Probably the biggest difference is that Penn State is more successful as a whole in athletics, so I think their student following is bigger at games and the like than what happens at CU (other than for football where many kids go to the games at Folsom). So if you like sports a lot, advantage goes to Penn State. On the other hand, Happy Valley, is, without putting Penn State down at all, in the middle of the state and not that close to a big city. Boulder, on the other hand, is close to Denver which can give you the opportunity for a change of scenery relatively easily. And, you're less than two hours away from many of the ski slopes, which is a big draw for many kids.

    I think that overall the kids are friendly and accepting of others. Like drb said, they really do like out of staters because at least in our case, a lot of the kids from our high school attend CU and my D and S really don't see many of them at all now because they saw them for 13 years in our public school system and are sick of them. The only time out of staters get any grief (or a cold shoulder) are the ones who like to talk about how great things are in their home state, and how "lame" something is here. Um, then why are you here and not THERE instead?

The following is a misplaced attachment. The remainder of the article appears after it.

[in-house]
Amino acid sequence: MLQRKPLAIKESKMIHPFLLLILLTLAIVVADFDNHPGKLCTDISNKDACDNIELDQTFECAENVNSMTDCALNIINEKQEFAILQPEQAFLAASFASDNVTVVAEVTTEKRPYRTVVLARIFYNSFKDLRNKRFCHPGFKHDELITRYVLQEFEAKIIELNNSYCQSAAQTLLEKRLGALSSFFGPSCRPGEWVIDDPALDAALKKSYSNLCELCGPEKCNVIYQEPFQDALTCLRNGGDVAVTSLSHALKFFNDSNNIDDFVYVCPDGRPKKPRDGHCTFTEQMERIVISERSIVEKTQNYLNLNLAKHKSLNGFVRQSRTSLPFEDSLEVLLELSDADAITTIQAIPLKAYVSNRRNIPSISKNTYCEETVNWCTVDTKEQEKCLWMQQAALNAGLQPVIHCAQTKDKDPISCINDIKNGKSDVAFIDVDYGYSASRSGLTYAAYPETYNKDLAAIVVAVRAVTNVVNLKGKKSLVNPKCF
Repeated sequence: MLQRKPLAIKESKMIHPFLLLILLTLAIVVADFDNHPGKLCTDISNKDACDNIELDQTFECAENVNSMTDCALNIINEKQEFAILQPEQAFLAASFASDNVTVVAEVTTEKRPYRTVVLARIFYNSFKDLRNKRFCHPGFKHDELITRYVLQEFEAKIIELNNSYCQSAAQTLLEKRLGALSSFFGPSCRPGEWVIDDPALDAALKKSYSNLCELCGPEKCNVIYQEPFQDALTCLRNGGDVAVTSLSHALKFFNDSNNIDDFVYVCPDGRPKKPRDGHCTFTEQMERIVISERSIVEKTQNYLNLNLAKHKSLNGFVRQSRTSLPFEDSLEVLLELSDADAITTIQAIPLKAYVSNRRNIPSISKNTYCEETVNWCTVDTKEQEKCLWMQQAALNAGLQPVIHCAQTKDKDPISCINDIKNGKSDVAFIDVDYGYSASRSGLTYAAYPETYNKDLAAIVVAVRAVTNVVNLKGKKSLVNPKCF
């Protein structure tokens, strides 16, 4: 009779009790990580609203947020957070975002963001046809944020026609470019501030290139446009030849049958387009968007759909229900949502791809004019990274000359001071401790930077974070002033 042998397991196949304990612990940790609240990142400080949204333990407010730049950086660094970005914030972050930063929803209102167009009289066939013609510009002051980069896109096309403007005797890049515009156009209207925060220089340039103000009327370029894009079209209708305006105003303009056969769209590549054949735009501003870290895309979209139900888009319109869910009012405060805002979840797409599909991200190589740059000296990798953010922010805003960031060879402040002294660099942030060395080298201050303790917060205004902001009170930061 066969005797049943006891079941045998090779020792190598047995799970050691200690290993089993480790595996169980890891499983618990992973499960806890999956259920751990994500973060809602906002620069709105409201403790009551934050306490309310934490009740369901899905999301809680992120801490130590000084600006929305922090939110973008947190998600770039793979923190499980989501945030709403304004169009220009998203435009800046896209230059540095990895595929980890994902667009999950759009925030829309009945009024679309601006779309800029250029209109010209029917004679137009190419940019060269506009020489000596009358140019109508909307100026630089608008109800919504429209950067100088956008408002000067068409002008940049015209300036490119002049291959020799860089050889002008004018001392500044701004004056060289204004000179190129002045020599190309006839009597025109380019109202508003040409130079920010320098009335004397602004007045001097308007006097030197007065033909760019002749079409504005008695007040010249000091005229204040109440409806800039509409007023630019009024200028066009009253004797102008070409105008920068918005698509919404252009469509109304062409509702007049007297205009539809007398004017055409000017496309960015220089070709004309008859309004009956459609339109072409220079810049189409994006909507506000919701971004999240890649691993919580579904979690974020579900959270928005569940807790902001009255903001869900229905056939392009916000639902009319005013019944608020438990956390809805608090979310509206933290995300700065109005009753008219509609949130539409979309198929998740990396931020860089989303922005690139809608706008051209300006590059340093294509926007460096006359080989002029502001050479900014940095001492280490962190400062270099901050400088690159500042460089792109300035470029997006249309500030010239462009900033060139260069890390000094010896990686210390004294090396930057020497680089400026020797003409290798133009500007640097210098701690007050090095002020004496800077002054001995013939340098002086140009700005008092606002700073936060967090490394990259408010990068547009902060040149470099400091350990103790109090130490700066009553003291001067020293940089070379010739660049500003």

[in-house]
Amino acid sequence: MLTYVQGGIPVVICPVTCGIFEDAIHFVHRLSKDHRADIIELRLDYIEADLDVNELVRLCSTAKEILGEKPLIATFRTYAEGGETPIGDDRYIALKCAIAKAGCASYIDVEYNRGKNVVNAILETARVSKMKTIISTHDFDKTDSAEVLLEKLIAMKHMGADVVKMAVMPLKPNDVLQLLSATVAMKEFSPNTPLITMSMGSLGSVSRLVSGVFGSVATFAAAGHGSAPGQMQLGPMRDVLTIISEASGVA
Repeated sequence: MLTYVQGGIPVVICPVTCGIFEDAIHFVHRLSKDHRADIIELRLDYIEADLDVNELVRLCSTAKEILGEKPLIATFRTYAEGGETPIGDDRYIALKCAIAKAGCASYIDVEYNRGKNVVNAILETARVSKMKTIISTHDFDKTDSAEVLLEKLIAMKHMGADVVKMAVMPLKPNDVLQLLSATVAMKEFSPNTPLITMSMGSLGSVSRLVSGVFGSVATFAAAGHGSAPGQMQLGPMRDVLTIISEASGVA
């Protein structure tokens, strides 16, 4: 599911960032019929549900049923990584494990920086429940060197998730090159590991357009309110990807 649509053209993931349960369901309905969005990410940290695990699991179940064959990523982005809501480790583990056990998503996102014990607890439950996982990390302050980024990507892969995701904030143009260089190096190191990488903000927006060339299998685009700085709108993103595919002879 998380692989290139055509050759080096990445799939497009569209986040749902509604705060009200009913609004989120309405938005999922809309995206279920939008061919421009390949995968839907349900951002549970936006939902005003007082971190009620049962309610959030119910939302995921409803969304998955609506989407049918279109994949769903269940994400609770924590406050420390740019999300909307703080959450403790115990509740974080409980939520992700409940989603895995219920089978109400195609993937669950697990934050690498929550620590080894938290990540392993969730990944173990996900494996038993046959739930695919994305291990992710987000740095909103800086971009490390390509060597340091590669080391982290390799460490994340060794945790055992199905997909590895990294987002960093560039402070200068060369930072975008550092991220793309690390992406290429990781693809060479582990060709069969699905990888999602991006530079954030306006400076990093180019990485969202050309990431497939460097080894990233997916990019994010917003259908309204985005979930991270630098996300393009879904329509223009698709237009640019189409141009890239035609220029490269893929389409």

In any event, good luck in your decision!
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  • tajamarieetajamariee 86 replies13 threads Junior Member
    What I hear about Penn State is that... well, they're full of drunken students who put partying over academics. I KNOW that's not uncommon within a huge state school, but I would think CU Boulder would be more accepting rather than rude [I know this is stereotyping, but typically drunks (PSU) tend to be obnoxious, rude, etc. while stoners (Boulder) tend to be more calm and laidback]. I also GREATLY dislike PSU being in the middle of nowhere. I love big cities, as I've grown up with NYC 20 minutes away from my house for the last 12 years, and I think Boulder would be great.

    Also, I have no idea how to ski. Or ride a bike. I know this sounds ridiculous, but I have a fear with balancing and it just freaks me out. Will I not fit in because I can't ski? I LOVE nature and I love hiking, but the whole bike riding thing just isn't for me.